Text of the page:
finally
    {
        if (db.State == ConnectionState.Open)
            db.Close();
    }
    return result;
}

Building the Interaction:

Let's assume we're building a Heroes API that works on the table Heroes in a database (in our case, inside the app.db). We're assumed to build interactions on the database via the API on CRUD (Create, Update, Retrieve and Delete). Assume we're following a Repository pattern and have designed our IHeroesRepository as below:

public interface IRepository<T>
{
    IEnumerable<T> All(int page, int maxRecords);
    T Create(T t);
    void Delete(long id);
    IEnumerable<T> SearchByName(string tName);
    T Single(long id);
    T Update(long id, T model);
}

public interface IHeroesRepository : IRepository<Hero> { }

Just to compare, an implementation of IHeroesRepository that interacts via EF Core looks like below. The implementation looks so simple and readable that anyone can understand what's happening here. That's something made possible because of the capabilities of the LINQ and LINQ-to-SQL capabilities of the EF Core. But does it translate to a better performance is a different question.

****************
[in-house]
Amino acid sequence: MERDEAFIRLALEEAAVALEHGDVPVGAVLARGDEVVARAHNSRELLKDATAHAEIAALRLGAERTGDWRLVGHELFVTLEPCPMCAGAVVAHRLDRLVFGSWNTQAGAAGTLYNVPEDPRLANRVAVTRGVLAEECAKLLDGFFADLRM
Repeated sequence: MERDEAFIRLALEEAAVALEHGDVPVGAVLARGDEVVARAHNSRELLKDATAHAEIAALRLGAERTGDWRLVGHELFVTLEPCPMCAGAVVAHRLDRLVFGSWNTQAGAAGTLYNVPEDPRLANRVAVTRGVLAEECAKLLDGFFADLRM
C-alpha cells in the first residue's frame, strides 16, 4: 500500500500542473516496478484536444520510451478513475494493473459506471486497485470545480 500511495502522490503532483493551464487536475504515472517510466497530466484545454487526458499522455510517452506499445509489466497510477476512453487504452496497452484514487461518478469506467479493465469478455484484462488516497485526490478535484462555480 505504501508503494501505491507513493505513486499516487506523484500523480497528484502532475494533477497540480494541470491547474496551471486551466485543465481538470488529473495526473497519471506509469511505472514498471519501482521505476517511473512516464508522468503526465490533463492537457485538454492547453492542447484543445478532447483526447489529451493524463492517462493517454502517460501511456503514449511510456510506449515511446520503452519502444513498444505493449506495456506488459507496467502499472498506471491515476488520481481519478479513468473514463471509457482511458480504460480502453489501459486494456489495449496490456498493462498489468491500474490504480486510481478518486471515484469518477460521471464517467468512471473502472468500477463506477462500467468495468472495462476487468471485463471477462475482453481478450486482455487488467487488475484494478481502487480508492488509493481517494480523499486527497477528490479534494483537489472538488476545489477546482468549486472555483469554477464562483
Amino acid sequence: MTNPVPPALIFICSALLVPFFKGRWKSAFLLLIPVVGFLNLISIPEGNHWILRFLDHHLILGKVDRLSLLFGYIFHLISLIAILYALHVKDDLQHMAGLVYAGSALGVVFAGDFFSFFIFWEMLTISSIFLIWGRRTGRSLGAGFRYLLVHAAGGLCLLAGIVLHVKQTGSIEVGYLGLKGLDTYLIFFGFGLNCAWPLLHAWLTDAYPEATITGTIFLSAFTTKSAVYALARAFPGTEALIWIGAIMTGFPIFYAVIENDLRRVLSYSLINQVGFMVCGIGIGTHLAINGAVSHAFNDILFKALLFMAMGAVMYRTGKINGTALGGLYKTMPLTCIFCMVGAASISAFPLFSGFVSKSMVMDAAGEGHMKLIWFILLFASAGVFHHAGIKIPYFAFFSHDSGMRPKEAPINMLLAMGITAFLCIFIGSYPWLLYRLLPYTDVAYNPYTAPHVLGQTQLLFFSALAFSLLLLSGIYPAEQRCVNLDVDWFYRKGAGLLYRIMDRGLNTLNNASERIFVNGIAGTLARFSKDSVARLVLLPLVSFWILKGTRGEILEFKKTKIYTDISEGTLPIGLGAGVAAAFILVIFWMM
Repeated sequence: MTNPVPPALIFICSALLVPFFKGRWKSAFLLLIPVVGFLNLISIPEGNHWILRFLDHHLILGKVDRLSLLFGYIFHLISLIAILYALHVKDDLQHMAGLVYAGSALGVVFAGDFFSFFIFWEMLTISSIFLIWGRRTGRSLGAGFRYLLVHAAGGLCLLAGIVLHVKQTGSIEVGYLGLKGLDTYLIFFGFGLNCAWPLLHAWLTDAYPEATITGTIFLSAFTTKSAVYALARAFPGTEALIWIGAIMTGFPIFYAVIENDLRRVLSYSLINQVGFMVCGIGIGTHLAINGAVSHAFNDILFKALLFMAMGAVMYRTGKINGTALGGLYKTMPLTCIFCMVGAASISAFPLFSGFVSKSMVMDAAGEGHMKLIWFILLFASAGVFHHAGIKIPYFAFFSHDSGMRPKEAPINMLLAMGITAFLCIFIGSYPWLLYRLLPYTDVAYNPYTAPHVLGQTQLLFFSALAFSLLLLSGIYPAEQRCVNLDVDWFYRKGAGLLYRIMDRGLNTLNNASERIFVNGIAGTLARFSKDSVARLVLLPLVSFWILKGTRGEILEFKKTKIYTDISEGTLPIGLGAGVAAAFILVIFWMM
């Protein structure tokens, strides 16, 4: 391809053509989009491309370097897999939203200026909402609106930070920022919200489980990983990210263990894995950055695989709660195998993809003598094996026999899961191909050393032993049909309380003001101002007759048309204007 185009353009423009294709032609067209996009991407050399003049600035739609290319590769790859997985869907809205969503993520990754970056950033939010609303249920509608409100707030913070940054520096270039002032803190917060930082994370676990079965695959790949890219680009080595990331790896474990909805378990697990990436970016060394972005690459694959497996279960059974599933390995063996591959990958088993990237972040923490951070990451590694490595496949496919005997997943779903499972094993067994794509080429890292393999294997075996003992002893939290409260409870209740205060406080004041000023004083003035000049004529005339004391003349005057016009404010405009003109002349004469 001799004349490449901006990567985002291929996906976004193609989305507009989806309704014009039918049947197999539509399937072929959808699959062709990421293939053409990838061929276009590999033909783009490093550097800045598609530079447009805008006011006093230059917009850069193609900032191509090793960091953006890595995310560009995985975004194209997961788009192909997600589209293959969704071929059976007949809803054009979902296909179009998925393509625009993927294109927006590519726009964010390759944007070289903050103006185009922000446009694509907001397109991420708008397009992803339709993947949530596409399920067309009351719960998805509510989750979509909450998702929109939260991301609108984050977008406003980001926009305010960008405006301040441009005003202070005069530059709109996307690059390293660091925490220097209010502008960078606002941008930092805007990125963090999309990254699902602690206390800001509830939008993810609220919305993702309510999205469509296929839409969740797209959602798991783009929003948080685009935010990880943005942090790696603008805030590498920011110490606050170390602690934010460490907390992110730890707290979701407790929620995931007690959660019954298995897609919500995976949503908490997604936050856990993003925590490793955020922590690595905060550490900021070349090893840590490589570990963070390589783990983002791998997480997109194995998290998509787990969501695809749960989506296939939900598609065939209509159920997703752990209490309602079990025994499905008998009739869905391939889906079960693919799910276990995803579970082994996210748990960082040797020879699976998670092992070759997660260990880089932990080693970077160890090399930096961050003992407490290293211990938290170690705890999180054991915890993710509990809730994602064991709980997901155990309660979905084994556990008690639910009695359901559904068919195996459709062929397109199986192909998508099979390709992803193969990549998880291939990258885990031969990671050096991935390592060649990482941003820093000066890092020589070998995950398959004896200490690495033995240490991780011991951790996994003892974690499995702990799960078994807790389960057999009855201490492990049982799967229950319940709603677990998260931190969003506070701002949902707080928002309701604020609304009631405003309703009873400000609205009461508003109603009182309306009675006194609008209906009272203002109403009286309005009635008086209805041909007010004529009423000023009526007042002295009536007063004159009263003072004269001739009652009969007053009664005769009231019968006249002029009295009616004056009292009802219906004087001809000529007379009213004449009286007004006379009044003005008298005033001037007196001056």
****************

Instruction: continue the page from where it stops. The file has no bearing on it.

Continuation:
namespace DapperHeroes.Core.Repositories
{
    public class HeroesRepository : IHeroesRepository
    {
        private readonly HeroesContext _context;

        public HeroesRepository(HeroesContext context)
        {
            _context = context;
        }

        public IEnumerable<Hero> All(int page, int maxRecords)
        {
            return _context.Heroes.AsNoTracking()
                .OrderByDescending(x => x.Created)
                .Skip((page - 1) * maxRecords).Take(maxRecords);
        }

        public Hero Create(Hero hero)
        {
            hero.Created = DateTime.Now;
            _context.Heroes.Add(hero);
            _context.SaveChanges();
            return hero;
        }

        public void Delete(long id)
        {
            Hero index = _context.Heroes.Find(id);
            if (index != null)